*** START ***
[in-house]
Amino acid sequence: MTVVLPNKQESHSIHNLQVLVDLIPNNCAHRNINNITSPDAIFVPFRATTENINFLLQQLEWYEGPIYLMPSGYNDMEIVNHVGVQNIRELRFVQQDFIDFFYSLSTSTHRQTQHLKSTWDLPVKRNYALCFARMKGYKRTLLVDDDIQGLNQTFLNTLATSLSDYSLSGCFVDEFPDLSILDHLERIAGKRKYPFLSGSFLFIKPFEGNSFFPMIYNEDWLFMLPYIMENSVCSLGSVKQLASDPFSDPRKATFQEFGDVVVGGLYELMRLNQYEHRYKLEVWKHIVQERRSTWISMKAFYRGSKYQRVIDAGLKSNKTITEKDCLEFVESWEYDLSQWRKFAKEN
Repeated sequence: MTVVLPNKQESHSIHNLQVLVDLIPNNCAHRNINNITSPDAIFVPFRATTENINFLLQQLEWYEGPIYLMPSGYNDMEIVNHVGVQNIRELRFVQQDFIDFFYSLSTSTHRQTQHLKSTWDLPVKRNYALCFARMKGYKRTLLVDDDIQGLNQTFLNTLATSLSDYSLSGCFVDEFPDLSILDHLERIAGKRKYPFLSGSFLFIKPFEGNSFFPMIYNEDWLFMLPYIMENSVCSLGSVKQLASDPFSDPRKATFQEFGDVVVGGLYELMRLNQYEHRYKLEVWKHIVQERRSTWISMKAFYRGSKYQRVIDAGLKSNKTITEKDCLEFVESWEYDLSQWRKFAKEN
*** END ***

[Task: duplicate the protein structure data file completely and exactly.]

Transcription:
[in-house]
Amino acid sequence: MTVVLPNKQESHSIHNLQVLVDLIPNNCAHRNINNITSPDAIFVPFRATTENINFLLQQLEWYEGPIYLMPSGYNDMEIVNHVGVQNIRELRFVQQDFIDFFYSLSTSTHRQTQHLKSTWDLPVKRNYALCFARMKGYKRTLLVDDDIQGLNQTFLNTLATSLSDYSLSGCFVDEFPDLSILDHLERIAGKRKYPFLSGSFLFIKPFEGNSFFPMIYNEDWLFMLPYIMENSVCSLGSVKQLASDPFSDPRKATFQEFGDVVVGGLYELMRLNQYEHRYKLEVWKHIVQERRSTWISMKAFYRGSKYQRVIDAGLKSNKTITEKDCLEFVESWEYDLSQWRKFAKEN
Repeated sequence: MTVVLPNKQESHSIHNLQVLVDLIPNNCAHRNINNITSPDAIFVPFRATTENINFLLQQLEWYEGPIYLMPSGYNDMEIVNHVGVQNIRELRFVQQDFIDFFYSLSTSTHRQTQHLKSTWDLPVKRNYALCFARMKGYKRTLLVDDDIQGLNQTFLNTLATSLSDYSLSGCFVDEFPDLSILDHLERIAGKRKYPFLSGSFLFIKPFEGNSFFPMIYNEDWLFMLPYIMENSVCSLGSVKQLASDPFSDPRKATFQEFGDVVVGGLYELMRLNQYEHRYKLEVWKHIVQERRSTWISMKAFYRGSKYQRVIDAGLKSNKTITEKDCLEFVESWEYDLSQWRKFAKEN